The title gets it right: this is a handful of exceptional tracks produced by Impulse! that reflect John Coltrane's jazz revolution both before and after. The remastered tracks form a primer of jazz excellence: Oliver Nelson's "Stolen Moments", Art Blakey's "Alamode" (with Freddie Hubbard), Charles Mingus' dusky "Theme for Lester Young" and Earl Hines earthy take on Ellington's "Black and Tan Fantasy" - plus selections from John Handy, Alice and John Coltrane, Albert Ayler and Archie Shepp. These compositions and performances show a society at its zenith, masterful musicians working brilliantly under the supervision of genius composers and band leaders. Their accomplishments are so towering compared to current musical endeavors, one wonders where everything went so obviously wrong. The album is, at nine tracks, embarrassingly short. Selections from Roy Haynes, McCoy Tyner, Joe Henderson, Johnny Hartman, Ahmad Jamal and Elvin Jones would have helped make amends for Impulse's current criminal status but there is hope for future installments of The House That Trane Built. Respect!

This just in: This is a sampler! The full box set expands on the theme, the four disc set covering every corner of the Impulse! roster. I have just received the additional titles and will report on those next time around.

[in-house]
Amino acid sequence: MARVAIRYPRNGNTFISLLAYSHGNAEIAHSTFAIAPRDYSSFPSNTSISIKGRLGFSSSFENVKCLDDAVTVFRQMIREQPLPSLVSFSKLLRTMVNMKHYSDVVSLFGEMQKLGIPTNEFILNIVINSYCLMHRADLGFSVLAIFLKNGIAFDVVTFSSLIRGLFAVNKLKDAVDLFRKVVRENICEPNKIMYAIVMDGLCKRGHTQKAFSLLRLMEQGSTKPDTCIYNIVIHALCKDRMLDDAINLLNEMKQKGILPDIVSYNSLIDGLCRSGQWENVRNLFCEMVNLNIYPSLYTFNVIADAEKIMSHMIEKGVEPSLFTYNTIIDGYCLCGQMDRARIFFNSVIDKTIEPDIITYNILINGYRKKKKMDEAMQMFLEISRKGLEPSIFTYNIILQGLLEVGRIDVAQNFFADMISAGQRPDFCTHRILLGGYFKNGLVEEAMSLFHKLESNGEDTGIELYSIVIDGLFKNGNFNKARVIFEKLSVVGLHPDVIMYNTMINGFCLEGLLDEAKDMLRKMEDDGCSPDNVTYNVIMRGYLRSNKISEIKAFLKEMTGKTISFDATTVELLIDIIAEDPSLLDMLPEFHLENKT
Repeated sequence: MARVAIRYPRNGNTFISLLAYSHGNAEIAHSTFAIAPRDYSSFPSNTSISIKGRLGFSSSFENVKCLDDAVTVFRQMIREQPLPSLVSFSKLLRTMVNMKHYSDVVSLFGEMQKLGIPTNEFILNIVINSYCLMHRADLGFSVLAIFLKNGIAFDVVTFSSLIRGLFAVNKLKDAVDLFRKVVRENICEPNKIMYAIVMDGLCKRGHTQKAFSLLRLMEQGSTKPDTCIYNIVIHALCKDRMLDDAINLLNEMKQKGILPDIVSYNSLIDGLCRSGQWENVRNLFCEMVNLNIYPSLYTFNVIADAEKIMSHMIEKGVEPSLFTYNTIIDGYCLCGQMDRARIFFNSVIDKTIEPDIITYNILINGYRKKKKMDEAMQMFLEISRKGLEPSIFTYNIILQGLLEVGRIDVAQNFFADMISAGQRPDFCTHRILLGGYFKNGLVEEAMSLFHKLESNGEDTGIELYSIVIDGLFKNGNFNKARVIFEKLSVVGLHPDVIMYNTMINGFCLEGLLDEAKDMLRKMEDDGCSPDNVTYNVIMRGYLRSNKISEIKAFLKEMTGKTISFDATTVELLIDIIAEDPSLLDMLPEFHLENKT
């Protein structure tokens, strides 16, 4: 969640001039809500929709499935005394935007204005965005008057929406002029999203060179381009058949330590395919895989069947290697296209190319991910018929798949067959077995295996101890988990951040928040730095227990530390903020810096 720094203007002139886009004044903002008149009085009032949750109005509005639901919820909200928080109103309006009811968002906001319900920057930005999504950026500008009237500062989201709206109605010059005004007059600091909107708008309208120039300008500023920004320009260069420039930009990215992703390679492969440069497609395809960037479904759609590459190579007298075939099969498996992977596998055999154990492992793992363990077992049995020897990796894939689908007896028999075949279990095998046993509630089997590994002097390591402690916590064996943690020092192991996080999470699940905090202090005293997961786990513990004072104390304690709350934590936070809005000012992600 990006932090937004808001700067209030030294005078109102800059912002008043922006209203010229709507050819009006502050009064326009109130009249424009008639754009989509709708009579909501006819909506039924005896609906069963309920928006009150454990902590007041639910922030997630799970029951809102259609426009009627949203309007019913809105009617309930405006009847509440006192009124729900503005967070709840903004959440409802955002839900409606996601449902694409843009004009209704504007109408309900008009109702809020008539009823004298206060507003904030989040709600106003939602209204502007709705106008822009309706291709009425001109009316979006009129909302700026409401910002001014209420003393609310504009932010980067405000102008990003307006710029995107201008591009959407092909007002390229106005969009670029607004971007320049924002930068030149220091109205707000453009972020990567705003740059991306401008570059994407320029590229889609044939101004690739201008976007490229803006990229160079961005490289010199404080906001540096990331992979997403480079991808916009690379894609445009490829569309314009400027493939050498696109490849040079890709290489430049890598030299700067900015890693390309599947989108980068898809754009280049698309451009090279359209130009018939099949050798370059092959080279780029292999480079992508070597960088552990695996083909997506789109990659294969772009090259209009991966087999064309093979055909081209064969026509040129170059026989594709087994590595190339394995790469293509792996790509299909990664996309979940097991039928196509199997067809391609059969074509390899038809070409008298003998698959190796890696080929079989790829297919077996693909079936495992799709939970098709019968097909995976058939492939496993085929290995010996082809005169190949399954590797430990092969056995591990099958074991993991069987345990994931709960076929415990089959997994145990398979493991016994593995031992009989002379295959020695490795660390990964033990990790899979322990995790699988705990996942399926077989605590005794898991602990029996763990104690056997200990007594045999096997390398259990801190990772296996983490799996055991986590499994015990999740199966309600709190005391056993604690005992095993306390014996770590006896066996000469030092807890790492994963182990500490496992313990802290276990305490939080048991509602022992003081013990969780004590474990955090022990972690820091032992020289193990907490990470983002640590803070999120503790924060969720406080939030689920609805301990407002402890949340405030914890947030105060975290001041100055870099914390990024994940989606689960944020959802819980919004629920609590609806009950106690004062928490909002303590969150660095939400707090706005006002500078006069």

Clapton before the Fall
After supergroup tenures with Cream and Blind Faith, Eric Clapton -- in 1970 still perceived as God -- set out to make a name for himself solo. Going up country (as was de rigeur at the time, along with Earth shoes and cedar shingles) with Delaney and Bonnie and their crack band of session aces, Clapton recorded a streamlined album of steaming soul epics and acoustic R&B stoners simply titled Eric Clapton. Derek and the Dominoes' Layla would follow, along with heroin addiction, the theft of a Beatle wife and eventually, total physical collapse (followed by a graceless return with 461 Ocean Boulevard) but here Clapton is in exceptional form, blazing sparks and spitting grit on his Strat and singing up a blue-eyed soul storm. The album yielded a hit in J.J. Cale's "After Midnight" and the Clapton/Bonnie Bramlett-penned "Easy Now" while other sure-fire smokers included the burning "Blues Power", the sprightly jamming of "Bottle of Red Wine" and the beautiful acoustic epiphany "Let It Rain". The album climbed to #3 on the charts and kick-started the careers of Rita Coolidge and Leon Russell. The reissued Eric Clapton - Deluxe Edition offers a sparkling remastering job as well as unreleased tracks in the smoldering "Blues in A", "Teasing" (a noisy King Curtis instrumental featuring Clapton) and the original version of "Let It Rain" entitled "She Rides", with different lyrics and a mellower delivery. The two disc set also includes an original alternate mix of the entire album by Delaney Bramlett as well a classic cut from Delaney and Bonnie originally found on Delaney and Bonnie and Friends In Concert, and "Groupie", which in another form became the '70s top ten hit "Superstar" performed first by Rita Coolidge, then Karen Carpenter.